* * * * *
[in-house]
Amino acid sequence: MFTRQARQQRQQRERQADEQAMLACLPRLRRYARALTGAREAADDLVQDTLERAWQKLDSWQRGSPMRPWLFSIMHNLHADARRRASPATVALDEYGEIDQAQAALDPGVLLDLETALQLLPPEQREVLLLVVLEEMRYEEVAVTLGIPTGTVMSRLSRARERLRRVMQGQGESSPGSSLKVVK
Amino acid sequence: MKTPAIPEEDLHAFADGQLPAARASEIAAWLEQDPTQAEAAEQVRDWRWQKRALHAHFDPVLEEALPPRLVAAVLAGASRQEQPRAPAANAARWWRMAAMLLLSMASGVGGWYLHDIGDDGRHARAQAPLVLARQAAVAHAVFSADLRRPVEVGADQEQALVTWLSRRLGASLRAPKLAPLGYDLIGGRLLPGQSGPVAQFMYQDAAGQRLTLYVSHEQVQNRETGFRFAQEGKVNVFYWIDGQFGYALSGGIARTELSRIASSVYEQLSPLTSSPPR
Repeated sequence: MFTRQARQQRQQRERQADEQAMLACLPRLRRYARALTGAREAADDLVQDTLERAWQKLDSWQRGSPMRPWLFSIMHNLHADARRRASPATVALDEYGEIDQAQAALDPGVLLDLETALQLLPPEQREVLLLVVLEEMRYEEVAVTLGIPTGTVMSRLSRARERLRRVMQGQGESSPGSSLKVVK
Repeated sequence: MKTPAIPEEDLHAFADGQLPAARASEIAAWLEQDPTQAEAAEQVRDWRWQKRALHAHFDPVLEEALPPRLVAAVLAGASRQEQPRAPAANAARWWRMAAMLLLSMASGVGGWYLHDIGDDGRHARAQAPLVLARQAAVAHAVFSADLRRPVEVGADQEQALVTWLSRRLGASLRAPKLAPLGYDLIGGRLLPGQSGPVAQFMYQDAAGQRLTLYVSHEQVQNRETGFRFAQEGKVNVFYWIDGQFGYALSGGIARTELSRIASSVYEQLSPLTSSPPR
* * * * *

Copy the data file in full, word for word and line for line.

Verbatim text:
[in-house]
Amino acid sequence: MFTRQARQQRQQRERQADEQAMLACLPRLRRYARALTGAREAADDLVQDTLERAWQKLDSWQRGSPMRPWLFSIMHNLHADARRRASPATVALDEYGEIDQAQAALDPGVLLDLETALQLLPPEQREVLLLVVLEEMRYEEVAVTLGIPTGTVMSRLSRARERLRRVMQGQGESSPGSSLKVVK
Amino acid sequence: MKTPAIPEEDLHAFADGQLPAARASEIAAWLEQDPTQAEAAEQVRDWRWQKRALHAHFDPVLEEALPPRLVAAVLAGASRQEQPRAPAANAARWWRMAAMLLLSMASGVGGWYLHDIGDDGRHARAQAPLVLARQAAVAHAVFSADLRRPVEVGADQEQALVTWLSRRLGASLRAPKLAPLGYDLIGGRLLPGQSGPVAQFMYQDAAGQRLTLYVSHEQVQNRETGFRFAQEGKVNVFYWIDGQFGYALSGGIARTELSRIASSVYEQLSPLTSSPPR
Repeated sequence: MFTRQARQQRQQRERQADEQAMLACLPRLRRYARALTGAREAADDLVQDTLERAWQKLDSWQRGSPMRPWLFSIMHNLHADARRRASPATVALDEYGEIDQAQAALDPGVLLDLETALQLLPPEQREVLLLVVLEEMRYEEVAVTLGIPTGTVMSRLSRARERLRRVMQGQGESSPGSSLKVVK
Repeated sequence: MKTPAIPEEDLHAFADGQLPAARASEIAAWLEQDPTQAEAAEQVRDWRWQKRALHAHFDPVLEEALPPRLVAAVLAGASRQEQPRAPAANAARWWRMAAMLLLSMASGVGGWYLHDIGDDGRHARAQAPLVLARQAAVAHAVFSADLRRPVEVGADQEQALVTWLSRRLGASLRAPKLAPLGYDLIGGRLLPGQSGPVAQFMYQDAAGQRLTLYVSHEQVQNRETGFRFAQEGKVNVFYWIDGQFGYALSGGIARTELSRIASSVYEQLSPLTSSPPR